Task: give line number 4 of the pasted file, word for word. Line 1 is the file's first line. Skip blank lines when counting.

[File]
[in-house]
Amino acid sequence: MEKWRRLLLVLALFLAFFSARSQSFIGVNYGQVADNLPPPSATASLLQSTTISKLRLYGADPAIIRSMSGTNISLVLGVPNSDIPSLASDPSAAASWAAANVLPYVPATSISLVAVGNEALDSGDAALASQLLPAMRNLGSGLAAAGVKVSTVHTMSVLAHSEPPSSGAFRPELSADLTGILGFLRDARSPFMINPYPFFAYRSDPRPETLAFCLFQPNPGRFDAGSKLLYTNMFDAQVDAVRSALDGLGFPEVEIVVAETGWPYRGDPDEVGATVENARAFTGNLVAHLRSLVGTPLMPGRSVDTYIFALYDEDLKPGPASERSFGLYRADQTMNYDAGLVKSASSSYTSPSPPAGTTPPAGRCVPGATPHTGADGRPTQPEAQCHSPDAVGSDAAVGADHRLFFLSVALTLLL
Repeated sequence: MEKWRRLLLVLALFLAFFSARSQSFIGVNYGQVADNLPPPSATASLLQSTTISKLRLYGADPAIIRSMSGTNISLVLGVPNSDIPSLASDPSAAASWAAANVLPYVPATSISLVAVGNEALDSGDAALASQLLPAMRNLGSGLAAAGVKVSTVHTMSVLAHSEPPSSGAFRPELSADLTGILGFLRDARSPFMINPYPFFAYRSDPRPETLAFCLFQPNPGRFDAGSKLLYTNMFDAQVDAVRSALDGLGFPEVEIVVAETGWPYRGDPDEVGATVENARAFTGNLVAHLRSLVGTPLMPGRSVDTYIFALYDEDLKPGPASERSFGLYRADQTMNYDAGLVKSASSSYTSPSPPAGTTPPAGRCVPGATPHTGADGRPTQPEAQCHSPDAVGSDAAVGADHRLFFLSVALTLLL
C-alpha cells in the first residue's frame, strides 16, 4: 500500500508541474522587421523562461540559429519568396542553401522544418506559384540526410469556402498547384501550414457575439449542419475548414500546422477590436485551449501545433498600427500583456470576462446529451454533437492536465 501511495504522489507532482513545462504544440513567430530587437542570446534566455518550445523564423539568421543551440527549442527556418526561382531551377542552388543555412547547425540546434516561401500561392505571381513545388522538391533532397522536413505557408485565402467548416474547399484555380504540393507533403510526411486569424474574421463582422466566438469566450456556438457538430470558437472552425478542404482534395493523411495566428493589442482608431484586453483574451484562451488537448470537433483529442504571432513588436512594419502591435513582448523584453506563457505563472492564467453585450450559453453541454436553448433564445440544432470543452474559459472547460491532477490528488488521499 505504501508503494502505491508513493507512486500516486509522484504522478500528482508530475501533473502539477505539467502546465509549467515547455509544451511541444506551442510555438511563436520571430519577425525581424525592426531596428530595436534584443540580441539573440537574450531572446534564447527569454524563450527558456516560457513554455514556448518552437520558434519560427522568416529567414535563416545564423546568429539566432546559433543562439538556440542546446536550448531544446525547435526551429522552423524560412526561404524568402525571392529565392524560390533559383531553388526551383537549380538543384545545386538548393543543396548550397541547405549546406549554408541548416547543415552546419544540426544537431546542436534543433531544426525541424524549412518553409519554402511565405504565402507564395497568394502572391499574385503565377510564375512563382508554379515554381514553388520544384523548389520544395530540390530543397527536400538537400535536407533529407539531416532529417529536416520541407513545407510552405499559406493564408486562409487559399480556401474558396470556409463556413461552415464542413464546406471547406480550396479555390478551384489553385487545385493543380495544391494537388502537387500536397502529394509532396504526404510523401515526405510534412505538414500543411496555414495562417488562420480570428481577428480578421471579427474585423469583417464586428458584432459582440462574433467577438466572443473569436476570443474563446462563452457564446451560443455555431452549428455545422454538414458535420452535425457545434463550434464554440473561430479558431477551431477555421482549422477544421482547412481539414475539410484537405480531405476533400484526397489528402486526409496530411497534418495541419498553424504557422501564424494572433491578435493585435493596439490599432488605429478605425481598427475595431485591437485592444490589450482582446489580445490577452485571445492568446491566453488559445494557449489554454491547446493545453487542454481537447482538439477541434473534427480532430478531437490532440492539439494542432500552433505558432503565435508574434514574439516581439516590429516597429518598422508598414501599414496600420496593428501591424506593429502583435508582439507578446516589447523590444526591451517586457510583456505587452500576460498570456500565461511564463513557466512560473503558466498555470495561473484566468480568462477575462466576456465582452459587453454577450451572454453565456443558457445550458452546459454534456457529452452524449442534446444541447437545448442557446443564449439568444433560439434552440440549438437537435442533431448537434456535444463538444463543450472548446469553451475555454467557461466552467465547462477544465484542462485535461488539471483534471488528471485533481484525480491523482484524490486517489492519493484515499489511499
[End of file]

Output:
C-alpha cells in the first residue's frame, strides 16, 4: 500500500508541474522587421523562461540559429519568396542553401522544418506559384540526410469556402498547384501550414457575439449542419475548414500546422477590436485551449501545433498600427500583456470576462446529451454533437492536465 501511495504522489507532482513545462504544440513567430530587437542570446534566455518550445523564423539568421543551440527549442527556418526561382531551377542552388543555412547547425540546434516561401500561392505571381513545388522538391533532397522536413505557408485565402467548416474547399484555380504540393507533403510526411486569424474574421463582422466566438469566450456556438457538430470558437472552425478542404482534395493523411495566428493589442482608431484586453483574451484562451488537448470537433483529442504571432513588436512594419502591435513582448523584453506563457505563472492564467453585450450559453453541454436553448433564445440544432470543452474559459472547460491532477490528488488521499 505504501508503494502505491508513493507512486500516486509522484504522478500528482508530475501533473502539477505539467502546465509549467515547455509544451511541444506551442510555438511563436520571430519577425525581424525592426531596428530595436534584443540580441539573440537574450531572446534564447527569454524563450527558456516560457513554455514556448518552437520558434519560427522568416529567414535563416545564423546568429539566432546559433543562439538556440542546446536550448531544446525547435526551429522552423524560412526561404524568402525571392529565392524560390533559383531553388526551383537549380538543384545545386538548393543543396548550397541547405549546406549554408541548416547543415552546419544540426544537431546542436534543433531544426525541424524549412518553409519554402511565405504565402507564395497568394502572391499574385503565377510564375512563382508554379515554381514553388520544384523548389520544395530540390530543397527536400538537400535536407533529407539531416532529417529536416520541407513545407510552405499559406493564408486562409487559399480556401474558396470556409463556413461552415464542413464546406471547406480550396479555390478551384489553385487545385493543380495544391494537388502537387500536397502529394509532396504526404510523401515526405510534412505538414500543411496555414495562417488562420480570428481577428480578421471579427474585423469583417464586428458584432459582440462574433467577438466572443473569436476570443474563446462563452457564446451560443455555431452549428455545422454538414458535420452535425457545434463550434464554440473561430479558431477551431477555421482549422477544421482547412481539414475539410484537405480531405476533400484526397489528402486526409496530411497534418495541419498553424504557422501564424494572433491578435493585435493596439490599432488605429478605425481598427475595431485591437485592444490589450482582446489580445490577452485571445492568446491566453488559445494557449489554454491547446493545453487542454481537447482538439477541434473534427480532430478531437490532440492539439494542432500552433505558432503565435508574434514574439516581439516590429516597429518598422508598414501599414496600420496593428501591424506593429502583435508582439507578446516589447523590444526591451517586457510583456505587452500576460498570456500565461511564463513557466512560473503558466498555470495561473484566468480568462477575462466576456465582452459587453454577450451572454453565456443558457445550458452546459454534456457529452452524449442534446444541447437545448442557446443564449439568444433560439434552440440549438437537435442533431448537434456535444463538444463543450472548446469553451475555454467557461466552467465547462477544465484542462485535461488539471483534471488528471485533481484525480491523482484524490486517489492519493484515499489511499